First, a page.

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Chain Ring Bolts

womackwomack Posts: 219
Hi all. After a few years of riding an old heavy (and too big) steel number I decided to buy an aluminium frame / carbon fork frameset and transfer everything over.

This is a first for me but In no hurry, have other bikes, so far fitted BB and put chain set on.

The two outer chain rings were well worn so ordered new and changed.

My question, sorry for the delay, is it possible to overtighten the chain ring bolts. There is a distinct "out of true" so to speak, between the outer two rings when you spin the chain set.

There is a 1.2 mm difference in the gap between the rings where they are bolted together as opposed to where they are not bolted if that makes sense which leads me to believe I may have over tightened them.

Any thoughts / knowledge gratefully received. Thanks in advance.

Posts

  • rafletcherrafletcher Posts: 1,235
    Sound like either the new rings are bent, or you haven't seated them properly on the spider. You'll not overtighten the bolts enough for that level of distortion.
  • womackwomack Posts: 219
    Perhaps I'll loosen them a bit, try to reseat, loosening and taking the tension off the middle ring may tell me if it is distorted from new if it still looks distorted with no tension on it.
  • ed1973ed1973 Posts: 224
    Be careful tightening up chainring bolts I found out through experience that going at it like a ham fisted gorilla can strip the threads on the chainring. And at £65 for the 105 outer ring, it’s only a mistake you want to make once. Get a torque wrench, best bit of kit you’ll ever get!
  • womack said:

    Perhaps I'll loosen them a bit, try to reseat, loosening and taking the tension off the middle ring may tell me if it is distorted from new if it still looks distorted with no tension on it.

    Don’t forget to tighten them and torque them up correctly either. Pick a bolt, tighten it a bit, then go to the bolt opposite to it, and tighten that a bit, then the bolt adjacent to the first bolt, then the one opposite that one. Repeat tightening them in that order bit by bit, until they reach the correct torque. If you can, use a proper torque wrench. I’m assuming you weren’t just tightening them ‘around the clock’ that’s not ideal.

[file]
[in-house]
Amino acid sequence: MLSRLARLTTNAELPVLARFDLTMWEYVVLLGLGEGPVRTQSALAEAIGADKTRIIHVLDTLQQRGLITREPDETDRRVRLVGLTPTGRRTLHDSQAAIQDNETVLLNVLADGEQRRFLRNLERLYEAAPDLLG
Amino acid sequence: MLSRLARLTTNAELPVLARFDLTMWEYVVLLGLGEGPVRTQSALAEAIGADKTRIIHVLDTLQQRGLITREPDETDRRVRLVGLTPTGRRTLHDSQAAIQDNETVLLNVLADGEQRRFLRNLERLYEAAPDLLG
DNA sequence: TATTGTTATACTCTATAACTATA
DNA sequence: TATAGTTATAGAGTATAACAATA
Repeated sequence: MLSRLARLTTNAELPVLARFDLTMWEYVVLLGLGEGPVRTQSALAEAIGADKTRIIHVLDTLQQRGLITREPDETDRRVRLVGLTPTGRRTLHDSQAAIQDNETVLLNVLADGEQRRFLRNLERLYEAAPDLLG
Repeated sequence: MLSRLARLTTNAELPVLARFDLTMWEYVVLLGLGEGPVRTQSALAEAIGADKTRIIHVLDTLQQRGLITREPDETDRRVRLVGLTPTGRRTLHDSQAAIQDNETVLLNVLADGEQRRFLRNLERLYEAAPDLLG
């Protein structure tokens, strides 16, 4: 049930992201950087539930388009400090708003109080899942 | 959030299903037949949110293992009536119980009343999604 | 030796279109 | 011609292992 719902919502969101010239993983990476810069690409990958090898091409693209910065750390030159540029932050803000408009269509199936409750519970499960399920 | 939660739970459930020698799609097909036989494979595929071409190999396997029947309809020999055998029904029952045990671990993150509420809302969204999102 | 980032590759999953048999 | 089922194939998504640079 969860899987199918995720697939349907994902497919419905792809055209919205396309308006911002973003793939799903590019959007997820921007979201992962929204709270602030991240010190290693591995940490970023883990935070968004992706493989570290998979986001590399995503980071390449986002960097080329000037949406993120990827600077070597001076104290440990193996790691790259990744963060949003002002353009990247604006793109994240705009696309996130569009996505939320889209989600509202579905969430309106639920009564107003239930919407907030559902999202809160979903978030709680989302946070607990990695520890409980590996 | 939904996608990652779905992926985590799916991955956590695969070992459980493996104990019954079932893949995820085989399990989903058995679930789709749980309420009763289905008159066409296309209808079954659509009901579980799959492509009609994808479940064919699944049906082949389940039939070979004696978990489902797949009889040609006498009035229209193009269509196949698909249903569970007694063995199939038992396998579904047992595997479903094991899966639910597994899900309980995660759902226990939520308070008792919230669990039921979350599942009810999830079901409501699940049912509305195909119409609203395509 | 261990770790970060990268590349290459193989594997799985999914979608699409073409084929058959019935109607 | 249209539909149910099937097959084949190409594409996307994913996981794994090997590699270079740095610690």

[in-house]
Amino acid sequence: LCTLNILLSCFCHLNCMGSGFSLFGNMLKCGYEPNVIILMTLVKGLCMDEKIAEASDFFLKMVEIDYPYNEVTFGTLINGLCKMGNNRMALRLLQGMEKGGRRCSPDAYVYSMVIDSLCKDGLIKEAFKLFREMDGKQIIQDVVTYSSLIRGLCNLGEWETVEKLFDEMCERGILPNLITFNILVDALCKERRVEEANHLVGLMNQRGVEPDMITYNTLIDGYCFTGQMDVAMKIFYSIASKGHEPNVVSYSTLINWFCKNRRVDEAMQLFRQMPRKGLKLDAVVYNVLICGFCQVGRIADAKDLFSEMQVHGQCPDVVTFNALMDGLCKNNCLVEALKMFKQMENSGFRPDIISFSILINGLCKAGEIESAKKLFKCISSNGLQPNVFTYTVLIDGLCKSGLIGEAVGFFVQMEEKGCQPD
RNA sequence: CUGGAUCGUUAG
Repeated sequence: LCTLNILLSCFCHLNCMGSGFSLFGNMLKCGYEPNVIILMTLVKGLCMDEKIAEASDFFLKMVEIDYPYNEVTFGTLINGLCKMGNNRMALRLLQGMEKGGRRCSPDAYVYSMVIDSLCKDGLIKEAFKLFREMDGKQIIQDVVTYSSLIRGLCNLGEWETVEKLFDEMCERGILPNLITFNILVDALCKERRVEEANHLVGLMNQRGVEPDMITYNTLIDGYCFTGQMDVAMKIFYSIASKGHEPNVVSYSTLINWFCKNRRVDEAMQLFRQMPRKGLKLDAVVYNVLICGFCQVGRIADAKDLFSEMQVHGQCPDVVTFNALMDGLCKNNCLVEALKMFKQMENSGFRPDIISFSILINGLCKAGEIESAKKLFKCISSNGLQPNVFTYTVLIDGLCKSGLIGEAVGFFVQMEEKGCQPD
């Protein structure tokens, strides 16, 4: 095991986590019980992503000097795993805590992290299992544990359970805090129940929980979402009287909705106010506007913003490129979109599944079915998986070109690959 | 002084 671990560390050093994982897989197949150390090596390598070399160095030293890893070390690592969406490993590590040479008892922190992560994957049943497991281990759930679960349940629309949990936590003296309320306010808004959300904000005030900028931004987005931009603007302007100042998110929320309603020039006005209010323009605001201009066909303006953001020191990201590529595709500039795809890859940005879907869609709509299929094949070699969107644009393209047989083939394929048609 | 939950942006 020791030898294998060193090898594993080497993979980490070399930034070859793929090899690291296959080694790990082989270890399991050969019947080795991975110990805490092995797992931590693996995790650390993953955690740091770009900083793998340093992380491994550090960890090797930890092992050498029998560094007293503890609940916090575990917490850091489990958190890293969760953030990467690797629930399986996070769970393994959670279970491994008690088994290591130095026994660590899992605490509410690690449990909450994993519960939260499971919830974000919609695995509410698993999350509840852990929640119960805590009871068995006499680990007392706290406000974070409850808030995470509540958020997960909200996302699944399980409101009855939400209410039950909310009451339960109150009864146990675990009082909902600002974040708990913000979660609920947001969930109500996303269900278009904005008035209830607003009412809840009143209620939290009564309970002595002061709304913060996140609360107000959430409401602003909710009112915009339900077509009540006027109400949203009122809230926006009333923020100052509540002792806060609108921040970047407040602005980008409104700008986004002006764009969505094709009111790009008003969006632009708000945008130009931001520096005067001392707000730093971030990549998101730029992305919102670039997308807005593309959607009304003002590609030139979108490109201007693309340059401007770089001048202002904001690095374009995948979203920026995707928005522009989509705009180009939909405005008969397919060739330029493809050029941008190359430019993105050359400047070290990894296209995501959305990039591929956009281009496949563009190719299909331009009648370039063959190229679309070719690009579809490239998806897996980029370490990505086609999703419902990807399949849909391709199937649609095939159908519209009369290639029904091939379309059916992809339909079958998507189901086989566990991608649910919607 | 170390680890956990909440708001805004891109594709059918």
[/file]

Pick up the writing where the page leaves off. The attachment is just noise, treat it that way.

• womackwomack Posts: 219
    Cheers Ed, I have a torque wrench but rarely use it!!
    Anyway I slackened them all off then re tightened gradually and alternatively (rather like doing a cylinder head on a car)

    Whilst I was at it I re positioned the chain set on a different face of the BB spindle and any wobble / misalignment appears to have gone.

    Hopefully job is a good un!

  • womackwomack Posts: 219

    womack said:

    Perhaps I'll loosen them a bit, try to reseat, loosening and taking the tension off the middle ring may tell me if it is distorted from new if it still looks distorted with no tension on it.

    Don’t forget to tighten them and torque them up correctly either. Pick a bolt, tighten it a bit, then go to the bolt opposite to it, and tighten that a bit, then the bolt adjacent to the first bolt, then the one opposite that one. Repeat tightening them in that order bit by bit, until they reach the correct torque. If you can, use a proper torque wrench. I’m assuming you weren’t just tightening them ‘around the clock’ that’s not ideal.

    No, not around the clock, 40 years in the motor trade taught me sequencing when tightening bolts.
  • MattFalleMattFalle Posts: 4,200
    remember that if there is a sticky out grub thing that goes behind the crank arm to catch the chain should it fall off.
  • ed1973ed1973 Posts: 224
    womack said:

    Cheers Ed, I have a torque wrench but rarely use it!!
    Anyway I slackened them all off then re tightened gradually and alternatively (rather like doing a cylinder head on a car)

    Whilst I was at it I re positioned the chain set on a different face of the BB spindle and any wobble / misalignment appears to have gone.

    Hopefully job is a good un!

    Glad to hear it.
  • womackwomack Posts: 219
    MattFalle said:

    remember that if there is a sticky out grub thing that goes behind the crank arm to catch the chain should it fall off.

    Yeah, got that. Next new job for is forks and headset. As my nain used to say " Everyday is another day at school"
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